Agree with your methodology. I follow pretty much a similar pattern. I do not break out specialty equipment unless something causes me to do so and I do many things for my satisfaction and for me, not for the report. I will often see or find things that makes me suspicious. Most often it is for my peace of mind to scratch below the surface. I am glad to hear you are charging for this additional services, some do not.

David I also agree with your method of approach.

Just indicates a seasoned inspector following is instincts.

The primary concern: The inner wall was not fire blocked. The air duct and zoning system was deficient. The HVAC system leaks air and water. All of these things should be found in a “visual Inspection”.

The secondary concern: The T-Stat could not properly control the indoor environment. There was heat loss/gain, increasing the cost of operating the house.

The extent of the condition and associated conditions were determined with IR and would/could not have been evaluated and reported (subsequently addressing the clients concern for the exterior mold condition).

This does exceed the scope of HI and could not be adequately reported through a check box type report.
Can we consider advanced reporting systems to be over the top ?
Should we not provide services because the scope of inspection will be exceeded?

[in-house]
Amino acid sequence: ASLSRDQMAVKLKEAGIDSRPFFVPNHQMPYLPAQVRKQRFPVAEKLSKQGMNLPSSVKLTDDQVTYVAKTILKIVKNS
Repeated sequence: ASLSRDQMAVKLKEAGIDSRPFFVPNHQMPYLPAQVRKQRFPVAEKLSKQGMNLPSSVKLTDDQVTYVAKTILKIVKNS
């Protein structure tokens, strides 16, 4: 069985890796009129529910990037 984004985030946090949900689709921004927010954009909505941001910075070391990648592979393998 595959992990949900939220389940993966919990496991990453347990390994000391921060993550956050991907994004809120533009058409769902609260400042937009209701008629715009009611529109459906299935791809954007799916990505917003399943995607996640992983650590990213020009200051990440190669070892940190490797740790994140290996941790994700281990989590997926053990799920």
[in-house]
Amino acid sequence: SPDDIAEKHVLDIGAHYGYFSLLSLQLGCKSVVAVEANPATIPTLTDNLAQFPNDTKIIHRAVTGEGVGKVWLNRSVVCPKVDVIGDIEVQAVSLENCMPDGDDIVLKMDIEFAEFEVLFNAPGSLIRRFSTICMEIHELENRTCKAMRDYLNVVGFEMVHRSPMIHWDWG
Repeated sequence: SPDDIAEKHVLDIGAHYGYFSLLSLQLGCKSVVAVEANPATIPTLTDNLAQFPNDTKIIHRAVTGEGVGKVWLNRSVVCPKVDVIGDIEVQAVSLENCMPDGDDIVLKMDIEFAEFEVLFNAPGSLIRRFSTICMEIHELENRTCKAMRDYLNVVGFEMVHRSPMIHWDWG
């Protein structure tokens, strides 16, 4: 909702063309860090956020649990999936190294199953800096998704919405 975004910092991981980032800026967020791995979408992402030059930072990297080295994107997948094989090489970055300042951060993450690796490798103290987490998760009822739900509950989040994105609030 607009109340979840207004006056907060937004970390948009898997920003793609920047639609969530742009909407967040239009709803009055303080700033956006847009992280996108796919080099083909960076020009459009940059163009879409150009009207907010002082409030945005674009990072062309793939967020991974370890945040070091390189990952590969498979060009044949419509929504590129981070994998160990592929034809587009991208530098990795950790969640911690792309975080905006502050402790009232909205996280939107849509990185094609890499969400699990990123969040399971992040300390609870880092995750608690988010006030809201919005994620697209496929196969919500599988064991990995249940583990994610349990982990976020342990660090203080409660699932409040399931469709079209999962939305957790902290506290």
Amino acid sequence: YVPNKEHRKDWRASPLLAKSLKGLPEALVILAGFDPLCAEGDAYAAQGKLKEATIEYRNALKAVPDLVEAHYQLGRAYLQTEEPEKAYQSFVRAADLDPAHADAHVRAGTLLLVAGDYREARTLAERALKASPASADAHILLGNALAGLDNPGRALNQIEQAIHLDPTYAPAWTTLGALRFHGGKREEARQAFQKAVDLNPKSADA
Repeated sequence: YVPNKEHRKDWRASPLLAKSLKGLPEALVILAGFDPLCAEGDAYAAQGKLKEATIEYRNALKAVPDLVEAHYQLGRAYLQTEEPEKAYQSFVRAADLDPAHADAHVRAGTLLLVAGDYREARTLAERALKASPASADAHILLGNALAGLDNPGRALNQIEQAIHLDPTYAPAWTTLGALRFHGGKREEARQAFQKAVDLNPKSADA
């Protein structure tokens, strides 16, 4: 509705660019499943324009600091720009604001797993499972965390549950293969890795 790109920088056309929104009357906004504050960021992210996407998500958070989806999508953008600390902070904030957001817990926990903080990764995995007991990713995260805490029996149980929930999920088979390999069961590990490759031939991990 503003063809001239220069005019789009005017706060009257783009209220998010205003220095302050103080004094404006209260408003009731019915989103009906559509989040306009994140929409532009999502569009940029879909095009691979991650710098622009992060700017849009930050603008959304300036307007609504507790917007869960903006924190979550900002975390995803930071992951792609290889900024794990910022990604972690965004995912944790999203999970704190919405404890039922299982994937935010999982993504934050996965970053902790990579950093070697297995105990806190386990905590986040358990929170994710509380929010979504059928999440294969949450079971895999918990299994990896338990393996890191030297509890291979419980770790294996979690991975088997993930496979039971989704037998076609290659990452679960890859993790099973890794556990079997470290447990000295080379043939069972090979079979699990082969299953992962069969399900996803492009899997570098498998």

I can understand HI’s not charging because the feel they are not up to speed with the camera use and have yet to acquire the needed training.

However, this is not about taking a snapshot and calling it “moisture”. There is a considerable increase in time to evaluate, report and further evaluate.
If you can’t simply market your additional time required to perform the added service, do not invest in the equipment.

We decide to purchase equipment based on “return of investment” potential. But actually it should be based upon the additional work you will be offering which you should be able to charge for.

How much more of your time can you charge for? Offering a service requires equipment (Your truck, flashlight, phone, computer, training). It’s the cost of business. So, if your going to pull out that IR Cam, you should be charging just like any other service you perform.